Cordoba Center meeting Tuesday in Morgan Hill

County budget tackles $220M shortfall

A lengthy report by county planning staff recommends the approval of the Cordoba Center mosque and community center project in San Martin, and might put to rest the many worries and questions that residents have submitted in response to the proposal.

The project proposed by the South Valley Islamic Community will be presented to the Santa Clara County planning commission for discussion and potential approval at the body’s regular meeting Thursday.

That meeting will follow two meetings by planning advisory commissions on Tuesday and Wednesday that are expected to draw large crowds of residents seeking more information about the project, according to members of those commissions.

County planning staff presented a list of conditions for approval last week. Those conditions include a strict adherence to the plans presented to their offices by the SVIC in December 2011, further approval of building materials when construction time approaches, no food or beverage sales, restricted operating hours, no overnight accommodations, a maximum daily capacity of 80 people, or 150 people for special events up to three times per year.

The project is proposed on a 15-acre parcel on the 14000 block of Monterey Highway, just north of the intersection of California Avenue. The proposal consists of two ranch-style buildings – a 5,000-square-foot prayer hall and a 2,800-square-foot multipurpose building – as well as an outdoor play area that includes picnic grounds and two restroom structures. The cemetery is planned to occupy about two acres of the space.  

In response to more than 40 letters and e-mails with questions about the project submitted to the county by area residents as part of the public review period preceding the project’s approval, county staff said the project will have no significant impact on water quality, traffic, noise, nearby waterways including Llagas Creek, agriculture or operations at the nearby San Martin Airport.

One of the most-repeated claims by residents opposed to the project – including several iterations in South Valley newspapers’ letters sections – is that soil percolation tests conducted in response to a residential project proposed at the site in 2006 failed. The implication, according to these residents, is that the soil is not suitable for septic systems or a cemetery as these uses could contaminate the groundwater basin beneath the property.

The county staff report says the 2006 project was a three-lot subdivision, and one of the lots failed the soil percolation test. However, that lot was downhill from where the Cordoba Center’s construction and cemetery are proposed.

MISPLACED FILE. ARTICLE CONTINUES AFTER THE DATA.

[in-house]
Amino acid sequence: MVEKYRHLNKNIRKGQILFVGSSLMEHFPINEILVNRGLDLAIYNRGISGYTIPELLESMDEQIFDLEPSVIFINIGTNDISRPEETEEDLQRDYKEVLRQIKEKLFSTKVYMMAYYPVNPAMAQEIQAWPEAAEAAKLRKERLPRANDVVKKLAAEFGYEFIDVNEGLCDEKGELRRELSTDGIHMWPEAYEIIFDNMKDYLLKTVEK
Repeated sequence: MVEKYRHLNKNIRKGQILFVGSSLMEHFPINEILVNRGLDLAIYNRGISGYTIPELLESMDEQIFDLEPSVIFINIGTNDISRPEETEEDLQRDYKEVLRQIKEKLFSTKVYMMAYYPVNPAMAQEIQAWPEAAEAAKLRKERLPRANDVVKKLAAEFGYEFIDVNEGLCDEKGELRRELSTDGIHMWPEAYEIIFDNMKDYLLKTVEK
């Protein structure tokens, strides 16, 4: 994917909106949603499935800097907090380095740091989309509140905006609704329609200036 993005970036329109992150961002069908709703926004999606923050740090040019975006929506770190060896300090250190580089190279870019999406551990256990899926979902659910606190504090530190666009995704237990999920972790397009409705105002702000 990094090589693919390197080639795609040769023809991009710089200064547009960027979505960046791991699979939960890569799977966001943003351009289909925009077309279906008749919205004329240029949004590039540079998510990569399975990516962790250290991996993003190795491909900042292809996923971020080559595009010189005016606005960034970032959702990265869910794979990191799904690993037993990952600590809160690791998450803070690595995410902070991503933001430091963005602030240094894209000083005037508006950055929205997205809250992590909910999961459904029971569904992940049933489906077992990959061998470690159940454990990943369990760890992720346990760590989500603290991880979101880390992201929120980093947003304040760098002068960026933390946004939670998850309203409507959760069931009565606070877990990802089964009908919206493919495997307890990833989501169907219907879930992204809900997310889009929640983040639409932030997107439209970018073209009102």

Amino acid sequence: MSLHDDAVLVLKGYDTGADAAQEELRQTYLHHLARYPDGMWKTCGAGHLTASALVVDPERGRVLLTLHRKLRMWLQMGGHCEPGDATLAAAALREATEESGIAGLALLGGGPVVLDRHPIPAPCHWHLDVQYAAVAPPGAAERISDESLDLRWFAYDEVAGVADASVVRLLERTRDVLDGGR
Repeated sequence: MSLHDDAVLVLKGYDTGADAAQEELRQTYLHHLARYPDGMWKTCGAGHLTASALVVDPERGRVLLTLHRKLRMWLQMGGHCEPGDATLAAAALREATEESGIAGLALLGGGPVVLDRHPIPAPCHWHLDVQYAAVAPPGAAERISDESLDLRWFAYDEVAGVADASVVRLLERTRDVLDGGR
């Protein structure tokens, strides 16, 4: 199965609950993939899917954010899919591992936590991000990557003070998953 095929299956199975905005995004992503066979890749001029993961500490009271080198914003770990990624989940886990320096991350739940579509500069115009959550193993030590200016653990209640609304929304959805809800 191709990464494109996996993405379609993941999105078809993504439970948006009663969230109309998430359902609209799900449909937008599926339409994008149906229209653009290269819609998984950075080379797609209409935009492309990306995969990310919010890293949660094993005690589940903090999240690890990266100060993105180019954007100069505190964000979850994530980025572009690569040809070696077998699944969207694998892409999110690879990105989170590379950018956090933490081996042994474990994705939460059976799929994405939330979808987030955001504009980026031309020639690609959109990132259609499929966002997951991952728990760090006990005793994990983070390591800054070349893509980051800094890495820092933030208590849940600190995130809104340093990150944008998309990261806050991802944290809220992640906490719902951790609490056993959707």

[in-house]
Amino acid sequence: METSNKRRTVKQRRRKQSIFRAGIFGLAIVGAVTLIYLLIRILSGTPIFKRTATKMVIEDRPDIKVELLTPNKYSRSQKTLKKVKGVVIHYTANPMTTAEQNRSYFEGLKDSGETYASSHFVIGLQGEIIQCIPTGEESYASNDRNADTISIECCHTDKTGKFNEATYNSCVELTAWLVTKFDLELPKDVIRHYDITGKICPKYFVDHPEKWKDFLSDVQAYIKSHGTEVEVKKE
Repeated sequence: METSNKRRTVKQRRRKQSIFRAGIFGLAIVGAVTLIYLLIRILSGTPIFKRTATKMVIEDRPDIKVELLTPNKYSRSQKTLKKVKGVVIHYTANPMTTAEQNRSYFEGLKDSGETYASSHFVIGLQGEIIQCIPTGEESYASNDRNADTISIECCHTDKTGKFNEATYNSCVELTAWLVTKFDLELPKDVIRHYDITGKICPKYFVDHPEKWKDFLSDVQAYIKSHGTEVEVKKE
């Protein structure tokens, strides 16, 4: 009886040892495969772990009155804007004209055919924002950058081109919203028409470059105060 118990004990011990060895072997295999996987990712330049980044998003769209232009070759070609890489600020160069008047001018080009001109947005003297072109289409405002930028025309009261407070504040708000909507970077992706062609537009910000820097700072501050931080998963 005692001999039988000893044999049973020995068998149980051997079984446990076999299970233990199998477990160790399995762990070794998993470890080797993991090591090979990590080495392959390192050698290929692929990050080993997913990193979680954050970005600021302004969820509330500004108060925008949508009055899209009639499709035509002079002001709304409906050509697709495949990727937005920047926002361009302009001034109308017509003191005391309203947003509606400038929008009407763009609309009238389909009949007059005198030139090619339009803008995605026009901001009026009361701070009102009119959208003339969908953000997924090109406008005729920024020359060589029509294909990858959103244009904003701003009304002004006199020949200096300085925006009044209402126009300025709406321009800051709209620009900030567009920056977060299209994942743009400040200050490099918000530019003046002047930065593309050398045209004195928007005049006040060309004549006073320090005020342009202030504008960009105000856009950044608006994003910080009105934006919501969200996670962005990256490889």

Another study later that year, uphill from that lot but on the same parcel, showed that soil percolation rates were adequate for the proposed septic system and burial grounds, based on department of environmental health and Central Coast Regional Water Quality Control Board guidelines.

The Cordoba Center proposal says between 30 and 70 people will attend the site for regular activities such as prayers and other religious services, as well as Sunday school. Daily services one month a year – during Ramadan – will draw about 30 people from 9:30 to 11 p.m.

In addition to the three special events expected each year – an open house and congregation gatherings – the proposal says the Cordoba Center will draw up to 80 people for weddings, funerals, Ramadan festivals, soup kitchens and retreats up to 30 times per year.

The county staff report does not list any conditions or restrictions for these events.

The SVIC, which represents a “core of about 80 active families,” drafted a press release this week in response to the growing criticism of the proposal, and urging the planning commission to approve the project.

The SVIC has also posted a petition on the Internet for people to sign in support of the project. As of Monday, the petition had 350 signatures, with a goal of 500 signatures.

“The Cordoba Center, named after the multi-cultural medieval city of Cordoba, Spain, will allow SVIC to better serve local families in this community,” the press release said.

SVIC members in recent weeks have said a lot of the criticism of the project includes “misinformation” about the proposal on record in county planning offices.

In response to the concern that the Cordoba Center might not meet the general plan’s “local serving” guidelines for non-residential structures, county staff said those provisions are intended to limit the size and minimize the impact of the project on the local area. The Cordoba Center meets that intent, even if it not primarily serving the residents of San Martin, and besides, the land use restriction cannot interfere with the applicant’s ability to practice their religion.

“If in the case of a religious institution…a proposal is consistent with the scale of similar established uses in the rural area, and (is) generally low intensity, it has been historically considered an allowable use consistent with the purpose and intent of these policies.”

The report cited the Vo UU Buddhist Meditation Center, approved in 2009 on Church Avenue in San Martin, as a local precedent.

Most members of the SVIC are not residents of San Martin, and hail from throughout the South Santa Clara Valley area.


  • San Martin Planning Advisory Committee, July 31, 7 to 9 p.m. at the Morgan Hill Grange Hall, 40 E. Fourth St., Morgan Hill
  • South County Joint Planning Advisory Committee, Aug. 1, 7 p.m. at the Morgan Hill Community and Cultural Center, 17000 Monterey St., Morgan Hill
  • Santa Clara County Planning Commission, Aug. 2, 1:30 p.m. at the county government center, 70 W. Hedding St., First floor, Isaac Newton Senter Auditorium, San Jose

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